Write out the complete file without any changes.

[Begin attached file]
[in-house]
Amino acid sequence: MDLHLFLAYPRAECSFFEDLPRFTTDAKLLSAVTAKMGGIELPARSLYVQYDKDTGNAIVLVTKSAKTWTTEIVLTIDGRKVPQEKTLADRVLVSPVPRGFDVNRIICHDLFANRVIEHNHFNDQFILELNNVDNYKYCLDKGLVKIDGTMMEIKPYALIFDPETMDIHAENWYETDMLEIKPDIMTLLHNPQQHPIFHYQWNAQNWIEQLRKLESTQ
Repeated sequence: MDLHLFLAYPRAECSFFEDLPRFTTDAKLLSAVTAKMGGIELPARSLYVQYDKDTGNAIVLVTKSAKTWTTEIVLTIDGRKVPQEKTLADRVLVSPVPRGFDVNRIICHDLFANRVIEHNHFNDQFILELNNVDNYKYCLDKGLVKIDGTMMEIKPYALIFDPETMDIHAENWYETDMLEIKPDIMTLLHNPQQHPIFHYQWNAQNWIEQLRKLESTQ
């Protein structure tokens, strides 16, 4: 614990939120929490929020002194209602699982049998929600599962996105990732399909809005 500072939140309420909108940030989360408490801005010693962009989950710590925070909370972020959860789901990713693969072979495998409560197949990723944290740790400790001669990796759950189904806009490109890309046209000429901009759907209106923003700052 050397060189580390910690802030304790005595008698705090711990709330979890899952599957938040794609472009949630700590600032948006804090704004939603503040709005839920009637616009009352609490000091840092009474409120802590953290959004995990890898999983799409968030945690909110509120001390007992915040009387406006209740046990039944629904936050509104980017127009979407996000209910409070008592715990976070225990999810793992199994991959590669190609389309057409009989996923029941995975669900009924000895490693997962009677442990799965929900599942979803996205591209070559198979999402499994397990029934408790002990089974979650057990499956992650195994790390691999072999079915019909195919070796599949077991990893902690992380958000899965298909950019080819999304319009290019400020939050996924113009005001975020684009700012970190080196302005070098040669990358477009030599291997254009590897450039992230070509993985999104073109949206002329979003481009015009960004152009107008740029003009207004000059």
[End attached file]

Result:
[in-house]
Amino acid sequence: MDLHLFLAYPRAECSFFEDLPRFTTDAKLLSAVTAKMGGIELPARSLYVQYDKDTGNAIVLVTKSAKTWTTEIVLTIDGRKVPQEKTLADRVLVSPVPRGFDVNRIICHDLFANRVIEHNHFNDQFILELNNVDNYKYCLDKGLVKIDGTMMEIKPYALIFDPETMDIHAENWYETDMLEIKPDIMTLLHNPQQHPIFHYQWNAQNWIEQLRKLESTQ
Repeated sequence: MDLHLFLAYPRAECSFFEDLPRFTTDAKLLSAVTAKMGGIELPARSLYVQYDKDTGNAIVLVTKSAKTWTTEIVLTIDGRKVPQEKTLADRVLVSPVPRGFDVNRIICHDLFANRVIEHNHFNDQFILELNNVDNYKYCLDKGLVKIDGTMMEIKPYALIFDPETMDIHAENWYETDMLEIKPDIMTLLHNPQQHPIFHYQWNAQNWIEQLRKLESTQ
């Protein structure tokens, strides 16, 4: 614990939120929490929020002194209602699982049998929600599962996105990732399909809005 500072939140309420909108940030989360408490801005010693962009989950710590925070909370972020959860789901990713693969072979495998409560197949990723944290740790400790001669990796759950189904806009490109890309046209000429901009759907209106923003700052 050397060189580390910690802030304790005595008698705090711990709330979890899952599957938040794609472009949630700590600032948006804090704004939603503040709005839920009637616009009352609490000091840092009474409120802590953290959004995990890898999983799409968030945690909110509120001390007992915040009387406006209740046990039944629904936050509104980017127009979407996000209910409070008592715990976070225990999810793992199994991959590669190609389309057409009989996923029941995975669900009924000895490693997962009677442990799965929900599942979803996205591209070559198979999402499994397990029934408790002990089974979650057990499956992650195994790390691999072999079915019909195919070796599949077991990893902690992380958000899965298909950019080819999304319009290019400020939050996924113009005001975020684009700012970190080196302005070098040669990358477009030599291997254009590897450039992230070509993985999104073109949206002329979003481009015009960004152009107008740029003009207004000059």